The following day we headed back to the semi-desert area, where it was bitterly cold at 7.00 a.m. There were many (!) Cream-Coloured Coursers, really close, more Temminck's Horned Larks, couple of Short-Toed Larks, a pair of Red-Rumped Wheatears and a Lanner Falcon. At mid-day it was warm as we explored the impressive Gorge Du Todra (a big tourist attraction), there were many good birds but the highlight was good views of 2 Barbary Partridges, an elusive species to say the least. Even Nightingales showed themselves on the streamside walk . After leaving Boumaine on Day 5 we stopped in an arid area for Scrub Warbler, 2 Fulvous Babblers and incredible display by a Thick-Billed Lark. The road wound down through the Ziz Valley and we eventually arrived at our hotel, effectively situated at the entrance to the Erg Chebbi dune system. There we had marvellous views of hawking Blue-Cheeked Bee-Eaters. What a stunning bird.

Day 6 was a very special day. At 7.00 a.m. in four-wheel drive vehicles we headed south, into the rising sun with the Sahara Desert spread out before us. 40 minutes later we were watching big flocks of Spotted and Crowned Sandgrouse as they made their way to water. What a spectacle. Late morning we arrived in a tiny, remote settlement and had close views of a pair of attractive Desert Sparrows, a declining species as House Sparrows push them further and further into the desert. Again new for all and my third target bird. We were then taken to a spot where 2 Egyptian Nightjars were roosting in the desert, completely camouflaged against big stones and tiny bushes. This fantastic day was not yet over, however as after lunch we trekked out over dunes to a distant rocky escarpment where, in a huge cleft in the rock, a Pharaoh (or Desert) Eagle Owl was known to roost. (The name was given when it was split because a pair nested on one of the Egyptian pyramids!) Our leading guide for the day walked across, clapped his hands and the massive bird appeared in the cleft for a few moments before returning inside. What a finale!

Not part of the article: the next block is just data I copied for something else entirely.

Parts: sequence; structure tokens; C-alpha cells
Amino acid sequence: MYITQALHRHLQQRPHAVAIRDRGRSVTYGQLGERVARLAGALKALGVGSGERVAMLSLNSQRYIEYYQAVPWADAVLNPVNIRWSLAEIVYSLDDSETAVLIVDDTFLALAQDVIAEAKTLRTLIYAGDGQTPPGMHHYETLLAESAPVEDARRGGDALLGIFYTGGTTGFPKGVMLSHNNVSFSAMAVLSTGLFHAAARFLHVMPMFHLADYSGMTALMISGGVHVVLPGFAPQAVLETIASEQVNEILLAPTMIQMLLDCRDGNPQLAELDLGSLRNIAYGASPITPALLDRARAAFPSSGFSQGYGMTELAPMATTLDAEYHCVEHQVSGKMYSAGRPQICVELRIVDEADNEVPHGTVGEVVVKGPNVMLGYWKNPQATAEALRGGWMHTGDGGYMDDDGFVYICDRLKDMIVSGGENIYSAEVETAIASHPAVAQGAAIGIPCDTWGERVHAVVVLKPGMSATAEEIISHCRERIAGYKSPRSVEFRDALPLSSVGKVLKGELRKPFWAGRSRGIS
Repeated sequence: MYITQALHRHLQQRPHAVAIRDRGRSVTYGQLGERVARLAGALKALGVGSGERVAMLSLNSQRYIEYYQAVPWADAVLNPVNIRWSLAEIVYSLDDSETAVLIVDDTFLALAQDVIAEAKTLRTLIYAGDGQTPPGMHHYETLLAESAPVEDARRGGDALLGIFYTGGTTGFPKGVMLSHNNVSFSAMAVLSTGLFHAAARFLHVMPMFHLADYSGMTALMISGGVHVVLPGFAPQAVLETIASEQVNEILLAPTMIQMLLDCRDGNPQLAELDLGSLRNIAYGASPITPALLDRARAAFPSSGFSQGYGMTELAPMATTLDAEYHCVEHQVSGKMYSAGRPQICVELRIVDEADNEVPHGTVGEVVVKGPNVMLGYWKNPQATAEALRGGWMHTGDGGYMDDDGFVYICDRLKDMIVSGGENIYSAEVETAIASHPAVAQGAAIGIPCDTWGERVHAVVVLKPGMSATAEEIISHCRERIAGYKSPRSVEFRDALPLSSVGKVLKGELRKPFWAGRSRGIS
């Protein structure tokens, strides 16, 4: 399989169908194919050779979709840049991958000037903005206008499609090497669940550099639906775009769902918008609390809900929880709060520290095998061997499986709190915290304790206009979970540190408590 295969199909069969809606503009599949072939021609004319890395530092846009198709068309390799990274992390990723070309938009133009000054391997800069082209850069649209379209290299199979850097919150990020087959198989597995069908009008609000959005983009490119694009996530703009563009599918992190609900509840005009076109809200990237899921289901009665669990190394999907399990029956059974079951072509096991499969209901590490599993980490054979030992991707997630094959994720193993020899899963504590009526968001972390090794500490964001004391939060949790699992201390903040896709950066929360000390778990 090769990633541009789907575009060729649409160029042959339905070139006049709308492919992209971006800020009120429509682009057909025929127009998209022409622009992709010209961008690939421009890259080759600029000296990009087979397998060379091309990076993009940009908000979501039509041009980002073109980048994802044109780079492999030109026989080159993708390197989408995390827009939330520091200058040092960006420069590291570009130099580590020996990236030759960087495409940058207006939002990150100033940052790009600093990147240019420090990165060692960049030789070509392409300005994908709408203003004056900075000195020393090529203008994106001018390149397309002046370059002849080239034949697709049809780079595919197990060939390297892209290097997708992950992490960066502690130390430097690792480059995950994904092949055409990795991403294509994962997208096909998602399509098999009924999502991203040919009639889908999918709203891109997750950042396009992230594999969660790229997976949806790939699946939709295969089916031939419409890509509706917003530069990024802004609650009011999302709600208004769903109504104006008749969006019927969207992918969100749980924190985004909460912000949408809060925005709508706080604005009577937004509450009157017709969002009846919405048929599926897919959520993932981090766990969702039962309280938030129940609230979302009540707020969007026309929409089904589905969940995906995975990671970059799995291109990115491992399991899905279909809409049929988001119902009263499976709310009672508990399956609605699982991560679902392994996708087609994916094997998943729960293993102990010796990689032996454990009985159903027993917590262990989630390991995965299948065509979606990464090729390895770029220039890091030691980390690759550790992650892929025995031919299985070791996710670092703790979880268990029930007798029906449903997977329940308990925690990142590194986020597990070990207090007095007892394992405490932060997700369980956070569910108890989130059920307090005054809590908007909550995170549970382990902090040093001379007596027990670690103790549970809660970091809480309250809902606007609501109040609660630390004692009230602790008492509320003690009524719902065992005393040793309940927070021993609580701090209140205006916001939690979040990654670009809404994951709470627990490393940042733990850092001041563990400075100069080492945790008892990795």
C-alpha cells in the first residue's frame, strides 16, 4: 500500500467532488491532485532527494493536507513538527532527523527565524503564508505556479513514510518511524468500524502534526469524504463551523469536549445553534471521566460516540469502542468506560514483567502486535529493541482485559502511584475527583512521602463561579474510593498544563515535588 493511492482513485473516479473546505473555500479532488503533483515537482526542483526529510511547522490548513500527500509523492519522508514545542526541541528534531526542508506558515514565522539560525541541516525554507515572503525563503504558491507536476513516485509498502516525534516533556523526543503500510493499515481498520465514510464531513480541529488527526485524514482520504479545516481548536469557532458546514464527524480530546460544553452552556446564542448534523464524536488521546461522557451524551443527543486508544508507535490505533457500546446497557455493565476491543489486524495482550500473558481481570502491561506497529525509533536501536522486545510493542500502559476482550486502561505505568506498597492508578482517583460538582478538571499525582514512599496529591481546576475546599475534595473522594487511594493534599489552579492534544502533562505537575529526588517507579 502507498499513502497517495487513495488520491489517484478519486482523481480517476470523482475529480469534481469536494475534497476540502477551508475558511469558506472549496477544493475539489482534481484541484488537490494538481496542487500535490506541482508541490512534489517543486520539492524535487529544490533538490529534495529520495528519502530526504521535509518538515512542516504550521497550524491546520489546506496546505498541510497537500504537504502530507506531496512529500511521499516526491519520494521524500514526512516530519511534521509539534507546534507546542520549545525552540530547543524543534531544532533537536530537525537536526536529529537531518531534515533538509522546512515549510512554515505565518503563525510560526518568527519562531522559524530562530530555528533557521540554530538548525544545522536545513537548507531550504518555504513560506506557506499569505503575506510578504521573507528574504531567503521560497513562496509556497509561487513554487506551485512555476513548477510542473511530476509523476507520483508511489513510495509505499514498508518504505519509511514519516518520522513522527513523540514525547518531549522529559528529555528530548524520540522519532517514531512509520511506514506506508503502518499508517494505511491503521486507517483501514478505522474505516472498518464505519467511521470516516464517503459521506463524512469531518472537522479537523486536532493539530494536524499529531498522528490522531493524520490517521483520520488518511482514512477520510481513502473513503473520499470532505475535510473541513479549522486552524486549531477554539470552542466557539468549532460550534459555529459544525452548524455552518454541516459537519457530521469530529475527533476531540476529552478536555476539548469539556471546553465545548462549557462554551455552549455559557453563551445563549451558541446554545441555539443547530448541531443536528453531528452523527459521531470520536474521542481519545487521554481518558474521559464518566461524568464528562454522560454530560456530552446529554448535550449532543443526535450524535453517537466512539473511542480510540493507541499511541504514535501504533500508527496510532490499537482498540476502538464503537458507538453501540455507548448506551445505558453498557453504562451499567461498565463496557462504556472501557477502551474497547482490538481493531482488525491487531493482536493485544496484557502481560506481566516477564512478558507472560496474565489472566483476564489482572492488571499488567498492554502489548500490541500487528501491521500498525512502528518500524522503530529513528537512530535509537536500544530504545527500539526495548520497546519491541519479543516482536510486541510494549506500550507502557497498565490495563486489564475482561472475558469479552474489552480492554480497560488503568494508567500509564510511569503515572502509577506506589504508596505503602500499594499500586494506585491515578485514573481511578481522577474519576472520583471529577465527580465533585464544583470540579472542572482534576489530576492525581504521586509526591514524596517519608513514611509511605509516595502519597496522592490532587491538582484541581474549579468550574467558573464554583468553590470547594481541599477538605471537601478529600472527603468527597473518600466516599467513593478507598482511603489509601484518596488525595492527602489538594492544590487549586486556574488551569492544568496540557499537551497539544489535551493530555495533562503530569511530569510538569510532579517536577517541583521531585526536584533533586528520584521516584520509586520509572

Pre-breakfast on Day 7 I had good views of Garden and Melodious Warbler and 5 species in one little bush - male Pied Flycatcher, male Blackcap, Whitethroat, Subalpine Warbler and a female Redstart, while the others found a Wryneck. That day we did the long journey back to Ouarzarzate, with a stop at a dry wadi producing a Rufous Bush Chat, Desert Lark and a Spectacled Warbler, not to mention Trumpeter Finches. A Bonelli's Eagle passed over the bus. It was hot and heavy when we reached the Monsour Lake Barrage to catch up with water birds like Great Crested Grebes, Little Egrets and a distant Purple Heron. The next day we walked down towards the lake again and had bonus birds like Black-Winged Stilts and some very distant big stuff. It was also a good morning for raptors - Peregrine, Black Kite, Marsh Harrier and 2 Short-Toed Eagles. After lunch at the Tizi-n-Tichka pass at 7,415 feet we resumed our journey back to Marrakesh. A short roadside walk produced 2 Hawfinches, Short-Toed Treecreepers, Great Spotted Woodpecker and a Sparrowhawk, not to mention Great Tit, African Blue Tit, Coal Tit, Wood Pigeons, Kestrel etc. There were still surprises in store, however, a colourful Roller on a wire and then a stop in an urban area for the very localized Magpie with its distinctive blue spot behind the eye. As we were about to leave, 2 Great Spotted Cuckoos flew past, calling, a bird Dave had never seen before in all his trips to Morocco! Then it was back to the big city and its Little Swifts, Spotless Starlings and Collared Doves and a journey home the next day.

For more of Simon's excellent images Click here